Fat free, low in calories and a good source of vitamin C, Popsicle Slow Melts are available in 20-packs of Cherry, Strawberry/Kiwi and Lemonade varieties. Building on the successful addition of real fruit juice and vitamin C to its Popsicle brand ice pops in 2006, Unilever also recently added natural colors and flavors to its line-up. Del Cioppo says this addition makes Popsicle a product parents can feel good about giving to their kids.
Unilever has also jumped on the NASCAR bandwagon, rolling out the Klondike NASCAR Bar, a 5-ounce chocolate cookie layered with caramel ice cream and topped with caramel, then covered in peanuts and milk chocolate. Klondike also serves as an official sponsor of the NASCAR Busch Racing Series.
Partnerships are also a key part of the novelties business for Kemps, which recently began rolling out a line of juice bars made with organic fruit from Washington-based Cascadian Farm. The company continues to build upon its relationship with Caribou Coffee, rolling out Caribou Coffee Ice Cream Nuggets, a line of frozen novelties based on popular Caribou Coffee Ice Cream flavors: Caribou Blend, Turtle Mocha, Java Chunk and Caramel High Rise.
“The Caribou Nuggets deliver a wonderful coffee-flavored ice cream in a very convenient product, which delivers on a couple of hot buttons for consumers: portion control and great indulgence,” Kyllo says.
Not to be left out of the 100-calorie craze, Kemps introduced an assortment of premium 100 calorie mini ice cream bars and sandwiches this spring. Varieties include cones, vanilla nuggets and vanilla and chocolate chip ice cream sandwiches.
Le Mars, Iowa-based Wells’ Dairy Inc. recently expanded its line of better-for-you Premium Light products, including the Cookies & Cream Bar, Triple Chocolate Sandwich and a sundae cone variety pack that offers light vanilla, caramel swirl and fudge swirl varieties, all dipped in chocolate coating and rolled in a crunchy topping of peanuts and cone bits. Wells also expanded its Sweet Freedom line with the introduction of low-fat vanilla and mint ice cream sandwiches. Borrowing from hot trends in juices, the company also rolled out two new bars: FrozFruit Superfruit Pomegranate Cherry and Raspberry Acai.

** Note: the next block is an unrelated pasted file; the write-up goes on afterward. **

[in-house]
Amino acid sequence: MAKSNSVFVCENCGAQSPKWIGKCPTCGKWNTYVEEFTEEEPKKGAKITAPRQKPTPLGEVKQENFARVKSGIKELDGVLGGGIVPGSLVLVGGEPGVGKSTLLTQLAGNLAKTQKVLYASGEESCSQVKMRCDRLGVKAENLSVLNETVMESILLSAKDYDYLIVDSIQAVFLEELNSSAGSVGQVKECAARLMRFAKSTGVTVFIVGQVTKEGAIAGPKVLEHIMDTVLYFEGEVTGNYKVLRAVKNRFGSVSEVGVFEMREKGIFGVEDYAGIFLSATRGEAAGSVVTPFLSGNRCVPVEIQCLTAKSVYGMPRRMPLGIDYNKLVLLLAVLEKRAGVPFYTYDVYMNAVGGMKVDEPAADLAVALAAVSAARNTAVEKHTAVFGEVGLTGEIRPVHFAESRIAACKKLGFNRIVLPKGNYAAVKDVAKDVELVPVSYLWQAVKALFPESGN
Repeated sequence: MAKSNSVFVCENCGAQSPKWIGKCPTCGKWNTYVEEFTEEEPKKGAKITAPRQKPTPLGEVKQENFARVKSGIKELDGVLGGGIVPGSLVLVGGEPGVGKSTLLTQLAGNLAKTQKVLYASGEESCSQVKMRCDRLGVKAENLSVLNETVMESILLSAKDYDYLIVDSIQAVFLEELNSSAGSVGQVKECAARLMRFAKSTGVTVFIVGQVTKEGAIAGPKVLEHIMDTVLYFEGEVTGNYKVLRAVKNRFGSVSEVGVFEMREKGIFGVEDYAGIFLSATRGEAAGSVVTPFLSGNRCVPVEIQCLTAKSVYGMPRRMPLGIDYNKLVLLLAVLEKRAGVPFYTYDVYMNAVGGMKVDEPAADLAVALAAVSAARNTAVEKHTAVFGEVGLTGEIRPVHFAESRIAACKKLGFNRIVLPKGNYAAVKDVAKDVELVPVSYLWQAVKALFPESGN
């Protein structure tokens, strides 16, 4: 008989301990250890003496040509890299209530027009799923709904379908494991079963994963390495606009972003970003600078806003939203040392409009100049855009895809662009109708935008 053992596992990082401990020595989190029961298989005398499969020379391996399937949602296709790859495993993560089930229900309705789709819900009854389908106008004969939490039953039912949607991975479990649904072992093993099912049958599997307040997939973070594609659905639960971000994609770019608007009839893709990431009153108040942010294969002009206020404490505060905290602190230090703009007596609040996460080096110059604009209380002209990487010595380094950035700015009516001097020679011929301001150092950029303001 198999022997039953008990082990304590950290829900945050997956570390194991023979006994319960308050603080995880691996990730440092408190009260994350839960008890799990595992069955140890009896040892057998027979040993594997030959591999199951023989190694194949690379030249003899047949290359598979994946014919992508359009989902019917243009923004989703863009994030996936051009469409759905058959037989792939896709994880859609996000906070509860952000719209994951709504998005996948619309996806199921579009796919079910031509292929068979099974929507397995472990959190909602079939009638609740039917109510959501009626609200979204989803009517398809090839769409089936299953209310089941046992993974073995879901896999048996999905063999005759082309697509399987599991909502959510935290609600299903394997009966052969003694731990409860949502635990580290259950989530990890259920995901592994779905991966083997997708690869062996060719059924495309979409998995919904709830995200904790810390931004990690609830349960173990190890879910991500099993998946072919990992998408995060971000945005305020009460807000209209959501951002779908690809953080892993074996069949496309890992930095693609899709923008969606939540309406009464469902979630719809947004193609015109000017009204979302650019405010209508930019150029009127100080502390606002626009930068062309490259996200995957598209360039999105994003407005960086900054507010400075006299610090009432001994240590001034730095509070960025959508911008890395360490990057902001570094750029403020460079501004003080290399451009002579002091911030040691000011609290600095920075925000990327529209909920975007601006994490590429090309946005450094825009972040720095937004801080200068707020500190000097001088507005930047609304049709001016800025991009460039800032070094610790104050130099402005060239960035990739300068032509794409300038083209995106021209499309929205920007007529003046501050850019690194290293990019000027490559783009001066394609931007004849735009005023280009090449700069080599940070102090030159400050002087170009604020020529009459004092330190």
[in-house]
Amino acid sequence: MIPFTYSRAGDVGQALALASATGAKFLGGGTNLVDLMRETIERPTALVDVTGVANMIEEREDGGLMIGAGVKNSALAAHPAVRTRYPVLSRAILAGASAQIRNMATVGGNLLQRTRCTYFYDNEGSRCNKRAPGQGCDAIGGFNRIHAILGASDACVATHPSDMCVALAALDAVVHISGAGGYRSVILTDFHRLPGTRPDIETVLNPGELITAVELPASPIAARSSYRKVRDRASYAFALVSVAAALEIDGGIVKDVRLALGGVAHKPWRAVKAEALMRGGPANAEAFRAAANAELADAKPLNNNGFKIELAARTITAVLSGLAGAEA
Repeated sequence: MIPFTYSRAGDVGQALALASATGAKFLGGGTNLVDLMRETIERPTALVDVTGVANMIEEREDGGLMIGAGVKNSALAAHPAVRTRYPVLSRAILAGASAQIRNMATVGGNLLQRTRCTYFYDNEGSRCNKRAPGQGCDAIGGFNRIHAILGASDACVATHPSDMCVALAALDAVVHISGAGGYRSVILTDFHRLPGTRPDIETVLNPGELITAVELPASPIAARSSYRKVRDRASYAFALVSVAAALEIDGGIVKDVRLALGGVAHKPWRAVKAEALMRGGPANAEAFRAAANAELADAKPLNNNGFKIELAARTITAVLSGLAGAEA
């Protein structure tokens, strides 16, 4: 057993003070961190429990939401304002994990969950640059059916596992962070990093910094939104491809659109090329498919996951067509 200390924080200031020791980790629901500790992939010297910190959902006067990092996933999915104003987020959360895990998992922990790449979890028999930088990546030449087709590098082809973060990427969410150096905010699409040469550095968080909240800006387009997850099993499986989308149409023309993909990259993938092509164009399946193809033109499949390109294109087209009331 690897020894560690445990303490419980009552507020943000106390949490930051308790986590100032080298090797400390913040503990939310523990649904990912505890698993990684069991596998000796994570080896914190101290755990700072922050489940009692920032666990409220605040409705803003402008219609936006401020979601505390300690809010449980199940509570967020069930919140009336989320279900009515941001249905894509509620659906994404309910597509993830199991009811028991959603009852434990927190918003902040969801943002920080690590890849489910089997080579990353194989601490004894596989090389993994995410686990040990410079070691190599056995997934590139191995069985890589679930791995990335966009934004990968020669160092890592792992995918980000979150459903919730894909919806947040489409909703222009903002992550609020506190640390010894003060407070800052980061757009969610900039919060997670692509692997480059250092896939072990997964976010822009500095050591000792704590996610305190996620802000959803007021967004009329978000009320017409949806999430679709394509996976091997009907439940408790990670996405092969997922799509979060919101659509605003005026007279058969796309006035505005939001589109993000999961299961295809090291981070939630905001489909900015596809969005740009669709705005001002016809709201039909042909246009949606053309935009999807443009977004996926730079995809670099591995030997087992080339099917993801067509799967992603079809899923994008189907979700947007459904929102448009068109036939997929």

“Those types of products and innovations are generating a lot of excitement,” says Adam Baumgartner, senior marketing manager for retail brand development. “Being able to tie into trends that are driving other categories and pull them into the frozen category has certainly been paying off.”
Targeting the nation’s chocoholics, Blue Bell rolled out two new decadent frozen treats: Cookies ‘n Cream Bars and Chocolate Overload Bars. According to Breed, it’s those kinds of products that consumers typically think about when Blue Bell comes to mind. “We definitely have the health claim stuff, but when you ask any consumer, they think of us as a quality decadent type of company,” he says.
Bark and Bite
Seeking to ensure that none of the family gets left out of the snacking occasion, Unilever Ice Cream has embarked on a partnership with popular pet food company Pedigree to create Pedigree Ice Cream Sandwich Treats for Dogs. Said to be the first real ice cream sandwich formulated especially for dogs, the dairy-based product boasts a creamy ice cream-like texture but are 99 percent lactose-free. That is an important distinction because like some humans, some dogs are lactose-intolerant.
“Dogs are staple members of 40 million households, but for dietary reasons, they are often left begging for the kind of foods their owners enjoy,” says Dan Hammer, vice president of marketing. “With the Pedigree Ice Cream Sandwiches for Dogs, dog owners can feel good about giving their pets a treat that not only tastes delicious, but also is low in fat, has no sugar added and contains protein, vitamins and minerals.”
Competing with the likes of Associated Ice Cream’s Frosty Paws and CoolBrands’ Dogsters, Pedigree Ice Cream Sandwich Treats for Dogs are being positioned as a “fetch-friendly” treat and the ideal reward for training, good behavior or just as a refreshing snack.
Julie Cook Ramirez is a freelance journalist based in the Chicago area.$OMN_arttitle="Perfectly Portioned";?> $OMN_artauthor="Julie Cook Ramirez";?>